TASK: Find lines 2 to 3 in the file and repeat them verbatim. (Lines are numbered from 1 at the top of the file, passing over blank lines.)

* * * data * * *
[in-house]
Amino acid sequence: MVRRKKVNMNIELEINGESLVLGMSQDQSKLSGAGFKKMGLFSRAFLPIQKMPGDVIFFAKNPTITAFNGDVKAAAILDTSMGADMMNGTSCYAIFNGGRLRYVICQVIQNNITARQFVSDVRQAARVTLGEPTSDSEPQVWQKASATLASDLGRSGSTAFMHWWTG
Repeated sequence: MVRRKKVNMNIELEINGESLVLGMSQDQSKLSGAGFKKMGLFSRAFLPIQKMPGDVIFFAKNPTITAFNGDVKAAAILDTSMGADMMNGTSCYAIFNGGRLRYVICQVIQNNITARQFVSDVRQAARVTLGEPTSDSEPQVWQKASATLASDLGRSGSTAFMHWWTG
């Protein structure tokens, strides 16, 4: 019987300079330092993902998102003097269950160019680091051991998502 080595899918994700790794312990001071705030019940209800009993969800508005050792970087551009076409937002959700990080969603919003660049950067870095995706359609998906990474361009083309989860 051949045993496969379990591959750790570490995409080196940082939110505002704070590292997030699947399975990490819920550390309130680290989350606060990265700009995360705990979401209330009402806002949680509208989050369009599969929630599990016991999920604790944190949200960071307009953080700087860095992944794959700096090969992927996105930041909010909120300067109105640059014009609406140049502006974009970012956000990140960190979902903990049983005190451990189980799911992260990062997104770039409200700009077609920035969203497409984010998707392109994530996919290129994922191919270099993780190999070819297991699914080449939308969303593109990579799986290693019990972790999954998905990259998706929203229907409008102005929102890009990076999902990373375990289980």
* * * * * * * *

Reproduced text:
Amino acid sequence: MVRRKKVNMNIELEINGESLVLGMSQDQSKLSGAGFKKMGLFSRAFLPIQKMPGDVIFFAKNPTITAFNGDVKAAAILDTSMGADMMNGTSCYAIFNGGRLRYVICQVIQNNITARQFVSDVRQAARVTLGEPTSDSEPQVWQKASATLASDLGRSGSTAFMHWWTG
Repeated sequence: MVRRKKVNMNIELEINGESLVLGMSQDQSKLSGAGFKKMGLFSRAFLPIQKMPGDVIFFAKNPTITAFNGDVKAAAILDTSMGADMMNGTSCYAIFNGGRLRYVICQVIQNNITARQFVSDVRQAARVTLGEPTSDSEPQVWQKASATLASDLGRSGSTAFMHWWTG